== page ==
Wyoming Gov. Mark Gordon allegedly swore and physically intimidated Cheyenne Mayor Marian Orr with what she called “profane and misogynistic” behavior in a meeting today, according to Reuters. Both Gordon and Orr are Republicans.
Orr said in a statement that in her meeting with Gordon, the governor shouted “Fuck you, mayor,” and slammed his fists on the table. She says Gordon used “his physical presence in an aggressive and threatening manner” during their encounter.
“It’s one thing to have a disagreement on an issue,” Orr said in her statement. “But to lose your temper in front of your own staff, slam your fists on the table, get in someone’s face, and yell ‘f—- you’ because you don’t like the way the discussion is going is abominable.”
“For a split second I thought about walking out, but I felt like this was a very important issue,” Orr continued.
The meeting regarded a possible visit to Cheyenne by a Taiwanese government delegation to discuss beef exports, and the disagreement came about thanks to uncertainty about whether a meeting with officials from Taiwan might anger China, another trading partner.
Gordon has apologized for his language in the meeting, but denies slamming his fists on the table.
“I am deeply offended by the mischaracterization represented in the mayor’s description of our meeting,” Gordon said in a statement. ““At no time during the conversation was I standing up or using intimidating body language. The notion that I have anything but the utmost respect for women is simply not true. I stand by my record on that point.”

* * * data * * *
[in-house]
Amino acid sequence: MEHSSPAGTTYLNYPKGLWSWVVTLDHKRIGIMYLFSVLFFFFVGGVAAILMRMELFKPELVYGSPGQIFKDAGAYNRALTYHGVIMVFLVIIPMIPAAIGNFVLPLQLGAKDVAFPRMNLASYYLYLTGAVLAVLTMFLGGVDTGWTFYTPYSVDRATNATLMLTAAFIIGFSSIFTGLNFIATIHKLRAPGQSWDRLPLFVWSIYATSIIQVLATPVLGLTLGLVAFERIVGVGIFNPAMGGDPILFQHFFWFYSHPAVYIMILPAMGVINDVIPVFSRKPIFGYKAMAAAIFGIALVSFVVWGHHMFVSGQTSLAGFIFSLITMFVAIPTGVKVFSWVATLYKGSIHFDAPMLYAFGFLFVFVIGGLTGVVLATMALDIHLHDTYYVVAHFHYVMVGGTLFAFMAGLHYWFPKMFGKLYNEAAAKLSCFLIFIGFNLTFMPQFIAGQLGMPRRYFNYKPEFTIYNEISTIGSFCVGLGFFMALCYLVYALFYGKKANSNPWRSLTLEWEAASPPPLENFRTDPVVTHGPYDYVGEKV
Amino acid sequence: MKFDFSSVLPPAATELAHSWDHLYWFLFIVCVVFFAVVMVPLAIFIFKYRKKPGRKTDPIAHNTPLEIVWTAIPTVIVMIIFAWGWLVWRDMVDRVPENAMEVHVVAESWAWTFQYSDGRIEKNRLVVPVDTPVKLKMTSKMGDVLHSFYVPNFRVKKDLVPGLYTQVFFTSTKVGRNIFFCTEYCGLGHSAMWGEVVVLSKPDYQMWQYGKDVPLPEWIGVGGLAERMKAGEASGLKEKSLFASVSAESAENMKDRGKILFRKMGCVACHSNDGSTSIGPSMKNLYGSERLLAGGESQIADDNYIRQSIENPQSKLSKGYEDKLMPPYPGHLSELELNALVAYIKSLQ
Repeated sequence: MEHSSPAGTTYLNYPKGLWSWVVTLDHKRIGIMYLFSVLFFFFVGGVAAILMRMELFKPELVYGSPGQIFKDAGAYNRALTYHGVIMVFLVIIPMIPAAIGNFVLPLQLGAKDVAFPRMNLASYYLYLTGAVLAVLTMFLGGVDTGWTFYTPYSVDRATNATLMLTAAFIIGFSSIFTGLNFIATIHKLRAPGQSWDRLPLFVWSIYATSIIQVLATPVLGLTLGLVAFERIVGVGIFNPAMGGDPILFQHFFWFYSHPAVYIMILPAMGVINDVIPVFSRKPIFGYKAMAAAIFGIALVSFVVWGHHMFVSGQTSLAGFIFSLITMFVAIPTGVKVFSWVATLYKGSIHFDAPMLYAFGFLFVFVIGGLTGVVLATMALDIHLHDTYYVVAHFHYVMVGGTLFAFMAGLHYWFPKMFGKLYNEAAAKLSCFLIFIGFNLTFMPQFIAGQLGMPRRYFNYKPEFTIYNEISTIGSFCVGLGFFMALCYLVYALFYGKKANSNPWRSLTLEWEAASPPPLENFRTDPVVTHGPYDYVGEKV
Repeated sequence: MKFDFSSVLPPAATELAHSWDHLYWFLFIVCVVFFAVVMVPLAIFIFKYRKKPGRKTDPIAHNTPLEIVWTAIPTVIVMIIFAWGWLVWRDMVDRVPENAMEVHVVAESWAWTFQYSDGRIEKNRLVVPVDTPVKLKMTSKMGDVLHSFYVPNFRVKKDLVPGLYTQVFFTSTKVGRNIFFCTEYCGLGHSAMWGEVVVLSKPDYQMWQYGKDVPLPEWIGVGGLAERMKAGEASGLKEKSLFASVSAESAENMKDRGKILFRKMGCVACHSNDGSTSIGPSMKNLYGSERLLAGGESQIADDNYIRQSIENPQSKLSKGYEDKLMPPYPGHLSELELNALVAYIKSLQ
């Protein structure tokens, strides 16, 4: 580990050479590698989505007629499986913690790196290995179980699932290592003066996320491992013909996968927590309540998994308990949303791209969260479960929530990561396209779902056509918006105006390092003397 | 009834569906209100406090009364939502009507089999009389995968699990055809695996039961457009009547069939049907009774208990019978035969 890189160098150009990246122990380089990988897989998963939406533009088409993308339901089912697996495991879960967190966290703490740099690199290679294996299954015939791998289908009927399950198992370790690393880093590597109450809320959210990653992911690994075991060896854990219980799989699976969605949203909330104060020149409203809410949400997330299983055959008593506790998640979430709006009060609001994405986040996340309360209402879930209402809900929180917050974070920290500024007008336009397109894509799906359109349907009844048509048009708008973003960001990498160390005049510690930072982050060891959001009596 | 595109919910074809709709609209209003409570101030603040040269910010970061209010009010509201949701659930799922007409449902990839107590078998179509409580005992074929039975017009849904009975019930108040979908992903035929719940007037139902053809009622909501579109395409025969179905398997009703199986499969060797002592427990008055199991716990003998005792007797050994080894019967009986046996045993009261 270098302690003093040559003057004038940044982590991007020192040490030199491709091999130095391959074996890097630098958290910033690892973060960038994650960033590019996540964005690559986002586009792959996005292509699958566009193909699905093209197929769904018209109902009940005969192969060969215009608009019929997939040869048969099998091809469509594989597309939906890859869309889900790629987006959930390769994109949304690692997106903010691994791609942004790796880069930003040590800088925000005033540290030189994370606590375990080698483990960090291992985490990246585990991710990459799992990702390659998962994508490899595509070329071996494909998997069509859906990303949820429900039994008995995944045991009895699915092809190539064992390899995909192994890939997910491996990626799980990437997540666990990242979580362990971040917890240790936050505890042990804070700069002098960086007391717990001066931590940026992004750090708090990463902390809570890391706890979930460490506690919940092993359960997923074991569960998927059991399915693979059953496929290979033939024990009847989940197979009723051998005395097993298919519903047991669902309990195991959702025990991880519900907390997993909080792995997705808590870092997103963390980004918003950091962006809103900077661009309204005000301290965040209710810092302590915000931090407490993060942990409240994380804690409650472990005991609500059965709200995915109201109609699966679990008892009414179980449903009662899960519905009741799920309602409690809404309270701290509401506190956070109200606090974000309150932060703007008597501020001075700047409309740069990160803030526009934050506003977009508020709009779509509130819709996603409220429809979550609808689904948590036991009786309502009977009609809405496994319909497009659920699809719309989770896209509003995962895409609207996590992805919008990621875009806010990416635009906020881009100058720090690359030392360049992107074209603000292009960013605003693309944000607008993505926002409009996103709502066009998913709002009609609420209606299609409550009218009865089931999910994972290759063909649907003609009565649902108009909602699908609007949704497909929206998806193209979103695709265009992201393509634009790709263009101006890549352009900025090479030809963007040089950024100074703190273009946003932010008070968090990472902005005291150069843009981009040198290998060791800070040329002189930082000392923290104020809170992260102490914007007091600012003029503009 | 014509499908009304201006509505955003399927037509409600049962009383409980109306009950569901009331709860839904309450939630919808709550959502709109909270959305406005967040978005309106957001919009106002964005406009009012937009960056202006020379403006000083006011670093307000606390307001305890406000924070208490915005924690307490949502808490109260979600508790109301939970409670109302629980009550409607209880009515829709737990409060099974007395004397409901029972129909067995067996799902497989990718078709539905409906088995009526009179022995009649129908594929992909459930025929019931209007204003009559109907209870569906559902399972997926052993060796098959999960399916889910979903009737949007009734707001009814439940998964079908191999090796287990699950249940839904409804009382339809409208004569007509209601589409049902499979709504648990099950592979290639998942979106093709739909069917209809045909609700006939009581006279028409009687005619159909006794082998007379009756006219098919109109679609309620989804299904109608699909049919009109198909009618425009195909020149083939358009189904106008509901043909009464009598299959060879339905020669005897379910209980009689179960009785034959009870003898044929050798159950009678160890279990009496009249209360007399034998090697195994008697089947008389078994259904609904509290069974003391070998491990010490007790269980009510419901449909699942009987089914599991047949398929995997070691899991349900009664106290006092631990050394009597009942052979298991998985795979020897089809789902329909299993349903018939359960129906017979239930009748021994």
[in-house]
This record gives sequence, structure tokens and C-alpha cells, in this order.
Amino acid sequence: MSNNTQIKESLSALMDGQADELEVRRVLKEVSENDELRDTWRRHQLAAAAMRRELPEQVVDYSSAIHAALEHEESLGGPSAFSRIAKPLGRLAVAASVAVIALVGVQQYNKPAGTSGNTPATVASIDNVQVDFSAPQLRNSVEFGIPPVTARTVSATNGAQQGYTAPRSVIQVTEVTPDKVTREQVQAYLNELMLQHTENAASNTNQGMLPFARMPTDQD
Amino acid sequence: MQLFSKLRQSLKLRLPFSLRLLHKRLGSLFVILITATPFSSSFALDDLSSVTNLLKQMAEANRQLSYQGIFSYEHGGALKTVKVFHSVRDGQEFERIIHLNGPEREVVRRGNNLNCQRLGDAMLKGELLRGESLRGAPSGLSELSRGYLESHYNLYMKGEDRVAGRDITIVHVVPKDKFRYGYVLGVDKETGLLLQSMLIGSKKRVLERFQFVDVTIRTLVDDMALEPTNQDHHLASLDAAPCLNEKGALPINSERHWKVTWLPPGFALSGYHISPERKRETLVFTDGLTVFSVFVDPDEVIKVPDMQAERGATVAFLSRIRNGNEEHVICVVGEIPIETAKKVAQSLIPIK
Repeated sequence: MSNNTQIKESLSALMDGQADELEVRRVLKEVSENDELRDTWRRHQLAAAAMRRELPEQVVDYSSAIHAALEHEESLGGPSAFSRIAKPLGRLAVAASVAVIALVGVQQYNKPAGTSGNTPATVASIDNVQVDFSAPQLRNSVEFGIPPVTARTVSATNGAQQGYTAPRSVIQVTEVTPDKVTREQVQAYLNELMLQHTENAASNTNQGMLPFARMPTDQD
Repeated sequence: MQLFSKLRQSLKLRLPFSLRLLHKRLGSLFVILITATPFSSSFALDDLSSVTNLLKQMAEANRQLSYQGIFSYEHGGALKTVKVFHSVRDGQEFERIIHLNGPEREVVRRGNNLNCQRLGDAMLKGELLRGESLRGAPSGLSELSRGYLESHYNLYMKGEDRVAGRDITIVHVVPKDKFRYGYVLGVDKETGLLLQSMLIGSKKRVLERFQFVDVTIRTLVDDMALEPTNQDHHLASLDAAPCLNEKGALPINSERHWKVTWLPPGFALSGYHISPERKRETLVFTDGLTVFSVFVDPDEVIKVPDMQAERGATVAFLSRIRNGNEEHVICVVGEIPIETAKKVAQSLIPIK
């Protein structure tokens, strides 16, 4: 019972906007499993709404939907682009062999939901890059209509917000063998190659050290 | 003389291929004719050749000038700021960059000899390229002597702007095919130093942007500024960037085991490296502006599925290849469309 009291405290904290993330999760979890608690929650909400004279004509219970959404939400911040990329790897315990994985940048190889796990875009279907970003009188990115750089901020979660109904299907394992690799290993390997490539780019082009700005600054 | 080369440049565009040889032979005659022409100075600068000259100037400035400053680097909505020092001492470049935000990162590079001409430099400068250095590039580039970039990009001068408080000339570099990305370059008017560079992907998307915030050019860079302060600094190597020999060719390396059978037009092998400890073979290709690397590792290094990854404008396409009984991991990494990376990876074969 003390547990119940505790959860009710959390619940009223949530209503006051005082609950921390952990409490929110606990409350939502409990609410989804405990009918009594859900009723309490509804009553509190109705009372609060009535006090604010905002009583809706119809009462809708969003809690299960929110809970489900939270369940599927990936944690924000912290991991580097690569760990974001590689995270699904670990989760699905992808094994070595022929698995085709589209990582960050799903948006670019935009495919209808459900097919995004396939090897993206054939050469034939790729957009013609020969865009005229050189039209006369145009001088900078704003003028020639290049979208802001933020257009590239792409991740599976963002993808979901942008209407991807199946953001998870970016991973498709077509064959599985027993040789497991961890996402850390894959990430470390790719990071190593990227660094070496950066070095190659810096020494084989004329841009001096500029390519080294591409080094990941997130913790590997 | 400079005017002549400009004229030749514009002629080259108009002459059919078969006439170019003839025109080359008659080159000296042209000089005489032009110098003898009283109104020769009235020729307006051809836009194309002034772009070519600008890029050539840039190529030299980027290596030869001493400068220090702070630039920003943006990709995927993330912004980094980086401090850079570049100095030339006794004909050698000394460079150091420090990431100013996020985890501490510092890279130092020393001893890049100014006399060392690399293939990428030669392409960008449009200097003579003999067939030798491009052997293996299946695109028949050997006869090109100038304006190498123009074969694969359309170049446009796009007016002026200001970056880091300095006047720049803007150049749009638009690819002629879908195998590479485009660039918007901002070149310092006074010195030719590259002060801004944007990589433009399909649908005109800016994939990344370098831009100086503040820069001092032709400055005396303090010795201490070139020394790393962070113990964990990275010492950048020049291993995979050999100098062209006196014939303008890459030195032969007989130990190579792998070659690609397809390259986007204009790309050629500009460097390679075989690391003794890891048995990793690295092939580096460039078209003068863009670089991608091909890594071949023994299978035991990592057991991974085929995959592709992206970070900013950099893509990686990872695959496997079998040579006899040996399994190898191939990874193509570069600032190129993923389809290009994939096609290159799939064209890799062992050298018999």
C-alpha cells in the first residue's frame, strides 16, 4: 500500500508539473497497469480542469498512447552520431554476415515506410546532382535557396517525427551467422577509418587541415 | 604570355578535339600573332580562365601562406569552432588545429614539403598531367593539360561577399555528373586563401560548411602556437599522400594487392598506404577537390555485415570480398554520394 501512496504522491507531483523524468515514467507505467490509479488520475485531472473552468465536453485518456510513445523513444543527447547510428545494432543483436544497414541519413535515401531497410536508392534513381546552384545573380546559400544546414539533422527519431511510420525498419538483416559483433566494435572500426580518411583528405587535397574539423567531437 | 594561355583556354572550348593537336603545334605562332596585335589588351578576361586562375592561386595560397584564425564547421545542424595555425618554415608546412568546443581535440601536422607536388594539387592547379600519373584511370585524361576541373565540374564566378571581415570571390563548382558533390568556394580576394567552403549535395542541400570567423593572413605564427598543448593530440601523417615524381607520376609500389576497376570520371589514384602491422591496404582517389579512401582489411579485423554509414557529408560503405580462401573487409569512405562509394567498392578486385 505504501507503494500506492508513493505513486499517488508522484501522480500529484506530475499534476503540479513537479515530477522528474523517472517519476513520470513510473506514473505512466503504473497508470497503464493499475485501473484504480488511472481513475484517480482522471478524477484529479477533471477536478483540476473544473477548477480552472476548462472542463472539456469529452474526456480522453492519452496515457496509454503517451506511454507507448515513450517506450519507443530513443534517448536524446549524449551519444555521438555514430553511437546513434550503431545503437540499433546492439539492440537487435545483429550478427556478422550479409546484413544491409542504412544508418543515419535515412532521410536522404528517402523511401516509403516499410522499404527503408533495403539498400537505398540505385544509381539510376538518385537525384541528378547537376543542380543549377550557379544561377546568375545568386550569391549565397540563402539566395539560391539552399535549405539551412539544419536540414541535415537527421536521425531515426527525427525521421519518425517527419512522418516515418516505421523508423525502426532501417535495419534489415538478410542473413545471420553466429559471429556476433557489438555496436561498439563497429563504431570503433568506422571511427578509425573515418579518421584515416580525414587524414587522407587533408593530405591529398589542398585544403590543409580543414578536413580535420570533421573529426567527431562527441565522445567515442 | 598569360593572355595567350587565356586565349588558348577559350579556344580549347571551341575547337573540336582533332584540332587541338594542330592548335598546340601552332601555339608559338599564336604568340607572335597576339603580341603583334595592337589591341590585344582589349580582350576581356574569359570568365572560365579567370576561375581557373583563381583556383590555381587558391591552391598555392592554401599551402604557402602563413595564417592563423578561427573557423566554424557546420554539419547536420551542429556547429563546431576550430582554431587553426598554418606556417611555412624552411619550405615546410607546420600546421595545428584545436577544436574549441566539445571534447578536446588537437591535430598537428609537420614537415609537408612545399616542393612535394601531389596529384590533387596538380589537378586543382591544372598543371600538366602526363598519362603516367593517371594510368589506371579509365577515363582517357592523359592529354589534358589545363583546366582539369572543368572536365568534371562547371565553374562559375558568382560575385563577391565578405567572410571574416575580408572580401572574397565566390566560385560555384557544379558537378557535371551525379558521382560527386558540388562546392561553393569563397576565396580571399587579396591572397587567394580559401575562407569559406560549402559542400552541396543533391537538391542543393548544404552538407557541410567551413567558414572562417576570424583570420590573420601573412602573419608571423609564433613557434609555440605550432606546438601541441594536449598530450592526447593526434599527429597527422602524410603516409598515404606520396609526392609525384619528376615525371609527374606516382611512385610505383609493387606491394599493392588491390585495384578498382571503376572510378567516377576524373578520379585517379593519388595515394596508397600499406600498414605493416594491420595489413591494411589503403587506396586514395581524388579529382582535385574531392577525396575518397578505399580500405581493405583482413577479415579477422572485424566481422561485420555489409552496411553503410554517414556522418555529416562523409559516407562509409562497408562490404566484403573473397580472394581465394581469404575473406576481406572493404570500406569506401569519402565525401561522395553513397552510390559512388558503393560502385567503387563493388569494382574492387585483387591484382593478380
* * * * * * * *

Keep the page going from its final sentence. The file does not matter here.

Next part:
Orr supported Gordon in his election campaign last year, but now says she “wouldn’t have endorsed him last fall had I known that he was capable of this.”
“And to be comfortable enough to do this in front of three of your own staff is telling about one’s character,” she added.
“For anyone who believes we’ve reached equality (including in the alleged Equality State), they’re delusional,” Orr’s husband, Jimmy Orr, wrote in a Facebook post Monday morning. “I’m very proud of my wife for standing up and condemning this behavior.”
The issue that spurred Gordon’s outburst involved a conversation about a visiting delegation from Taiwan, and how the state could avoid angering China, where Wyoming is trying to export coal. China still considers Taiwan to be part of the Chinese state, and considers the Taiwanese government illegitimate.
“The Chinese are very good with intimidation and threats and I think that there was some concern about the work we were trying to do regarding coal exports to China and somehow getting into favoritism, or appearing to show favoritism, toward Taiwan,” Orr told Reuters.
Gordon said in the meeting that he didn’t want the state to “be used as a pawn between Taiwan, China and the United States,” according to his statement.
“We’ve got a good relationship with Taiwan right now, which is good for Wyoming’s economy, but we also have a relationship with China that’s good,” Renny Mackay, a senior policy adviser to Gordon, told the Casper Star Tribune. “That’s something past administrations have worked hard on.”
“We are still really hopeful [the visit] can happen,” Mackay told the Star Tribune. “We just need the expertise. There might be strategies at the White House level that we’re just not aware of. We just want to have those conversations before we move this ahead.”